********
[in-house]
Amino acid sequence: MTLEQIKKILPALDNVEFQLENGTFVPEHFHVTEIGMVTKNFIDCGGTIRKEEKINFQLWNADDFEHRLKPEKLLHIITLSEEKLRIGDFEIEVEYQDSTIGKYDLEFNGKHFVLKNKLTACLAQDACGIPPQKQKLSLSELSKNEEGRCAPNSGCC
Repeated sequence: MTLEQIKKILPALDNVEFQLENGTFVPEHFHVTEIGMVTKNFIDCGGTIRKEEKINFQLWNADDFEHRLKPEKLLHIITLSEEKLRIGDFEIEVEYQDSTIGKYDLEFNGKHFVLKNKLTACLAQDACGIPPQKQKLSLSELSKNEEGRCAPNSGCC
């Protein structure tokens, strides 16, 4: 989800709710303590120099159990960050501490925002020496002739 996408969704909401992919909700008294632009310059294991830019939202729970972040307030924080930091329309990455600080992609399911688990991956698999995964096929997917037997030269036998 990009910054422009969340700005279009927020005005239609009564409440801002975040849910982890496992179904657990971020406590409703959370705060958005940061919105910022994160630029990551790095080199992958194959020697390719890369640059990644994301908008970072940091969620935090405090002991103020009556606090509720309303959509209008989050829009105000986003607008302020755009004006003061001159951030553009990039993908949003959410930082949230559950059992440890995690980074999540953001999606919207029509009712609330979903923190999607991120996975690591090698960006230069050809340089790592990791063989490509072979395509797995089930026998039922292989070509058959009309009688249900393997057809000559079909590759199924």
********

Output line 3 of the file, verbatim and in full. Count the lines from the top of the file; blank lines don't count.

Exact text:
Repeated sequence: MTLEQIKKILPALDNVEFQLENGTFVPEHFHVTEIGMVTKNFIDCGGTIRKEEKINFQLWNADDFEHRLKPEKLLHIITLSEEKLRIGDFEIEVEYQDSTIGKYDLEFNGKHFVLKNKLTACLAQDACGIPPQKQKLSLSELSKNEEGRCAPNSGCC